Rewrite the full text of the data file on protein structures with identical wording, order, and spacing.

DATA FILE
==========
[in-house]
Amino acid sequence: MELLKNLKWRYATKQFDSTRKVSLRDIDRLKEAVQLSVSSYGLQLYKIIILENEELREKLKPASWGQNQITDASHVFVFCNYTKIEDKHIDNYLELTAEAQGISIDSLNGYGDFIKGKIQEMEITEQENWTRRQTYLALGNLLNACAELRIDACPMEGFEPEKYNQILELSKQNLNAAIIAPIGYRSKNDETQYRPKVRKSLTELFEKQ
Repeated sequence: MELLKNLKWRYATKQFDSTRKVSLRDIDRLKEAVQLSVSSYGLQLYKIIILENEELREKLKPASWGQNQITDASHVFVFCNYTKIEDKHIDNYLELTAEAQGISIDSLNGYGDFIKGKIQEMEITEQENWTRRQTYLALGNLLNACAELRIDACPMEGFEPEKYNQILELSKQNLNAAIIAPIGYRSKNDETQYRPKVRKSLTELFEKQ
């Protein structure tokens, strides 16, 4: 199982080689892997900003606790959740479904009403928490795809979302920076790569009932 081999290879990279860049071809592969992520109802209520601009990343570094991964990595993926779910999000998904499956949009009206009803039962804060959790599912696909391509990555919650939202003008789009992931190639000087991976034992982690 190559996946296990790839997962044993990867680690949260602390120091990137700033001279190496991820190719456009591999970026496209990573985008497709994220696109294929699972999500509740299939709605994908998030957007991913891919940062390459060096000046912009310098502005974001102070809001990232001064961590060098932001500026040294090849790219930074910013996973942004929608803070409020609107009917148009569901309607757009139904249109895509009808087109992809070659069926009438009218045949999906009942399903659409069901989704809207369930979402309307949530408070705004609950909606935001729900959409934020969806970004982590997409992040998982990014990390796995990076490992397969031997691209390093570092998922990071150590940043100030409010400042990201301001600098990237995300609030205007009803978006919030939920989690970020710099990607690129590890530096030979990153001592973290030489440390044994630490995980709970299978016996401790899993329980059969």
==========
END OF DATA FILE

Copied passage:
[in-house]
Amino acid sequence: MELLKNLKWRYATKQFDSTRKVSLRDIDRLKEAVQLSVSSYGLQLYKIIILENEELREKLKPASWGQNQITDASHVFVFCNYTKIEDKHIDNYLELTAEAQGISIDSLNGYGDFIKGKIQEMEITEQENWTRRQTYLALGNLLNACAELRIDACPMEGFEPEKYNQILELSKQNLNAAIIAPIGYRSKNDETQYRPKVRKSLTELFEKQ
Repeated sequence: MELLKNLKWRYATKQFDSTRKVSLRDIDRLKEAVQLSVSSYGLQLYKIIILENEELREKLKPASWGQNQITDASHVFVFCNYTKIEDKHIDNYLELTAEAQGISIDSLNGYGDFIKGKIQEMEITEQENWTRRQTYLALGNLLNACAELRIDACPMEGFEPEKYNQILELSKQNLNAAIIAPIGYRSKNDETQYRPKVRKSLTELFEKQ
């Protein structure tokens, strides 16, 4: 199982080689892997900003606790959740479904009403928490795809979302920076790569009932 081999290879990279860049071809592969992520109802209520601009990343570094991964990595993926779910999000998904499956949009009206009803039962804060959790599912696909391509990555919650939202003008789009992931190639000087991976034992982690 190559996946296990790839997962044993990867680690949260602390120091990137700033001279190496991820190719456009591999970026496209990573985008497709994220696109294929699972999500509740299939709605994908998030957007991913891919940062390459060096000046912009310098502005974001102070809001990232001064961590060098932001500026040294090849790219930074910013996973942004929608803070409020609107009917148009569901309607757009139904249109895509009808087109992809070659069926009438009218045949999906009942399903659409069901989704809207369930979402309307949530408070705004609950909606935001729900959409934020969806970004982590997409992040998982990014990390796995990076490992397969031997691209390093570092998922990071150590940043100030409010400042990201301001600098990237995300609030205007009803978006919030939920989690970020710099990607690129590890530096030979990153001592973290030489440390044994630490995980709970299978016996401790899993329980059969």